However, the Hendersons' Christianity is feminism itself in comparison with the Buddhism of that time and place, where women worried that if they didn't behave they might be born again into a form even lower than a woman. Other unpleasant traditions include killing the babies of mothers who die, the rationale being that the babies have been taken over by an evil spirit. One of the Hendersons' projects is an orphanage, to house all the little possessed babies. When their compound isn't ravaged with bad luck, the people conclude that their god must be a very powerful one indeed.
I've been going back and forth between three stars and four for this very funny book - three stars for me, because while I liked Don't I didn't really...moreI've been going back and forth between three stars and four for this very funny book - three stars for me, because while I liked Don't I didn't really like it, which is the criterion for four stars. However, that's me, a woman who NEVER watches basketball and am beyond Titus's demographic as well.
I gave it four stars because I realized just how many people I'd recommend it to - I can't figure out which of several basketball-loving family and friends to pass it along to. It's hilarious, a great behind-the-curtains look at sports; and a welcome relief from the zeitgeist of over-the-top admiration, respect, and pay for entertainers -- and their tedious books on why they deserved to reach the top.
Titus writes that although he does have a competitive side, basically he "just want[ed] to be good enough to make it consistently fun."
What comes through is a smart, smart-ass guy who must have been the catch of his high school (he was the quarterback of the football team and the best basketball player on the school team). His dad was a coach, and he was also in club basketball in middle school, a 6 foot 2 kid playing on the best AAU team ever assembled. He was the only white boy on that team, and gets into race issues just a bit, again with humor, and he also talks about coming to grips with the fact that he wasn't going to play pro basketball.
Now think of the time in your life when you realized that what you had always wanted to be was an impossibility. Maybe it was when you figured out that you'd almost certainly never get to be the Emperor of the Holy Roman Empire because it sadly doesn't exist anymore. Or maybe it was when you decided that being a doctor involved way too much school for your liking and/or you weren't smart enough. Or, more likely, you realized that you couldn't be a carnie because you didn't smell like a combination of meth and stale cotton candy, you didn't have a balding mullet, and you weren't missing over half of your teeth...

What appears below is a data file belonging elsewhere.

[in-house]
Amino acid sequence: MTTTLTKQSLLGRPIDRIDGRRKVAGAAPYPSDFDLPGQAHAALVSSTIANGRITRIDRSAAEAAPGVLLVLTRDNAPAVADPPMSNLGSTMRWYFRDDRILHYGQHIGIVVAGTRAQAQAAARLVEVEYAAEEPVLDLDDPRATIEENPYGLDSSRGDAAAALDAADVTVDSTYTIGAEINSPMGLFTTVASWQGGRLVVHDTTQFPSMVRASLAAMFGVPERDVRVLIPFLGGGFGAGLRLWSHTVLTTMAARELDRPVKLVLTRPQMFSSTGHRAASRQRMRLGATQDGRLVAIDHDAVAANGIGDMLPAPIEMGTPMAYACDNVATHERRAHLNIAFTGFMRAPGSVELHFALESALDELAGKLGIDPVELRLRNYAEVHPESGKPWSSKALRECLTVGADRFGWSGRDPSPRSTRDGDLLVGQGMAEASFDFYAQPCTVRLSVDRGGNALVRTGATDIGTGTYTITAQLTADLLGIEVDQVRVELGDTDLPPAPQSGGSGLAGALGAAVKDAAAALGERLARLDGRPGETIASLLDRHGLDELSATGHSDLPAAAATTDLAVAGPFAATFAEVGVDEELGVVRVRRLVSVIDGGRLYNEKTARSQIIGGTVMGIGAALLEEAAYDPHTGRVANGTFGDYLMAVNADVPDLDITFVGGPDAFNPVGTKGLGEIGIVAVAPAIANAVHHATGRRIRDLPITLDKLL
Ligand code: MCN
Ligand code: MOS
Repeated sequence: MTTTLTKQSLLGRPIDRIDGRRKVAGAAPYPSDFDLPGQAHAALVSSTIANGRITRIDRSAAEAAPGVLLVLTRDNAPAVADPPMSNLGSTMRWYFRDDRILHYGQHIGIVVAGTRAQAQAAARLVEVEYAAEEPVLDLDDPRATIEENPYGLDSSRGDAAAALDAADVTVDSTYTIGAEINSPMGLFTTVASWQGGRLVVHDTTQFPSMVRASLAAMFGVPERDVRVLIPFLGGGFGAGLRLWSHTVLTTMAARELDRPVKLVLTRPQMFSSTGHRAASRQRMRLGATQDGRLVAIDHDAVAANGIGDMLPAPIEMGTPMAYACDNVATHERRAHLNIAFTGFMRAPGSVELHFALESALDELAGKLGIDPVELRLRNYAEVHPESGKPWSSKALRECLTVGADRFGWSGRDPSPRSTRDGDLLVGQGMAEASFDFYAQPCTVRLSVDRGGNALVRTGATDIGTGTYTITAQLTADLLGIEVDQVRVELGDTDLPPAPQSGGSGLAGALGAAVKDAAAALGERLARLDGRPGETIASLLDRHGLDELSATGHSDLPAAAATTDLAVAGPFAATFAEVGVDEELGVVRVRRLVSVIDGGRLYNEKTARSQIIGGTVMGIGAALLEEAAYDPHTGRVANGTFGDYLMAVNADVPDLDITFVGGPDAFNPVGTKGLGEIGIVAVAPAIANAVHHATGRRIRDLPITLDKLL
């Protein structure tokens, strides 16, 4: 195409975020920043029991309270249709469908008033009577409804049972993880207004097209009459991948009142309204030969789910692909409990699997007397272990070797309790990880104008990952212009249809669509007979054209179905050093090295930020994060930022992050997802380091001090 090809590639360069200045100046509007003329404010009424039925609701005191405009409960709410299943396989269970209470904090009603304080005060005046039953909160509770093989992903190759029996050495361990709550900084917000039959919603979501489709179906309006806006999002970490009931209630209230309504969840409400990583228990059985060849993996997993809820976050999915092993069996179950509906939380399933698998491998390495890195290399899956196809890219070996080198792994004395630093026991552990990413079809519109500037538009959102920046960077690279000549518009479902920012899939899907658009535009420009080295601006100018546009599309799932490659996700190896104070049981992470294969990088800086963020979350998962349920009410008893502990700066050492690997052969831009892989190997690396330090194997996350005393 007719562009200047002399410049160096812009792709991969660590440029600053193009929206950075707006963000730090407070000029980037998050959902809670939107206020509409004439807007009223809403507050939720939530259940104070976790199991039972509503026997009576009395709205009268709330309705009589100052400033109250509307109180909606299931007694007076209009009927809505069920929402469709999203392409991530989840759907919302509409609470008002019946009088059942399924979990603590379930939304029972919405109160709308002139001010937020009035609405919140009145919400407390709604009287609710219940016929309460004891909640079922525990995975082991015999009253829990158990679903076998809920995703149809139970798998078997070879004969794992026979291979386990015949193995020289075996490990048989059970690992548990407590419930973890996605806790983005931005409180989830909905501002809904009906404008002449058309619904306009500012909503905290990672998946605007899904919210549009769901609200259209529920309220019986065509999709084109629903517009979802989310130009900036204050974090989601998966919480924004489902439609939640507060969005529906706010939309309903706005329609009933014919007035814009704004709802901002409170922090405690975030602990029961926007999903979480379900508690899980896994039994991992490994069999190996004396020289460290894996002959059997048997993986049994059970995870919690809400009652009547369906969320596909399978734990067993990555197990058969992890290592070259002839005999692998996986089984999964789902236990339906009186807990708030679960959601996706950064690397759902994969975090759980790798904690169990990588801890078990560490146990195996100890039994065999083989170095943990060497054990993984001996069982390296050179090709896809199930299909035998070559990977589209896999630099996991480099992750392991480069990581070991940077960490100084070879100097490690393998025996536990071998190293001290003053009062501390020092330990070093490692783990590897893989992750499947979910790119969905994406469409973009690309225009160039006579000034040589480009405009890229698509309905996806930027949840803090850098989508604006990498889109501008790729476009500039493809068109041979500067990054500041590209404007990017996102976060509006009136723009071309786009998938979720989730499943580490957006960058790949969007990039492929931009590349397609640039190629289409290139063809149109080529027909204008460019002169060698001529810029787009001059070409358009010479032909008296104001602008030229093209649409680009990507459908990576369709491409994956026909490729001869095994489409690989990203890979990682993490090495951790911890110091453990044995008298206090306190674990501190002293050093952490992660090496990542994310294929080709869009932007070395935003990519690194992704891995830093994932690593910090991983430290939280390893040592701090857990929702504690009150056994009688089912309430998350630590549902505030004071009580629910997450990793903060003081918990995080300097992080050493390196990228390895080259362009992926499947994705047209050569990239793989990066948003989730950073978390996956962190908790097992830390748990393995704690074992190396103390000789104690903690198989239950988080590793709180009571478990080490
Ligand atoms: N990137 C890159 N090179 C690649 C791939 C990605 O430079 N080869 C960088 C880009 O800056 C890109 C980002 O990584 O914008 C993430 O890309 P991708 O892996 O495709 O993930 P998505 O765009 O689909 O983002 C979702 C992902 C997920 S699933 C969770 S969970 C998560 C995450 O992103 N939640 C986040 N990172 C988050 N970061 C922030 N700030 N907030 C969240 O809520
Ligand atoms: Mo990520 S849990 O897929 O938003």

After my sophomore year at Ohio State, I had my realization. No matter how much I had wanted to be a Big Ten basketball star, it was never going to happen. Some would say this made me a failure, but that's an incorrect assessment because before my career was over and my window of opportunity closed, I changed my goal so I wouldn't technically fail. (It's a very popular strategy among us underachievers.) Out was my dream of being a star college basketball player and in its place was my new dream of simply making the most of the cards I was dealt and having as much fun as I possibly could for my last two years of college...
This is definitely not the book to offer up to an idealistic sixth grader who has his or her whole life ahead of them. It's rather a book for the rest of us, who have a lot of our life behind us, and are never going to be star basketball players, ballerinas, or even president. Titus shows how to get over it. Funny, funny stuff unless you're too liable to cringe at adolescent grossness.
This was a firstreads win for me -- and also either for Danny, Kira, Josh or Jack, one of whom will get it soon.(less)
I love to read historical novels - often the fictionalized stories of women engaging with power and wealth. While a few of the best writers can take c...moreI love to read historical novels - often the fictionalized stories of women engaging with power and wealth. While a few of the best writers can take commoners and produce gripping tales, most writers tell the dramatic stories of princesses, or perhaps the beautiful but impoverished aristocrat or actress who catches the king's eye.
(As a liberal with absolute belief in the goodness of fairness, solidarity, and the importance of the middle class and safety nets, I can't explain why I and so many like me love the royalty so much!)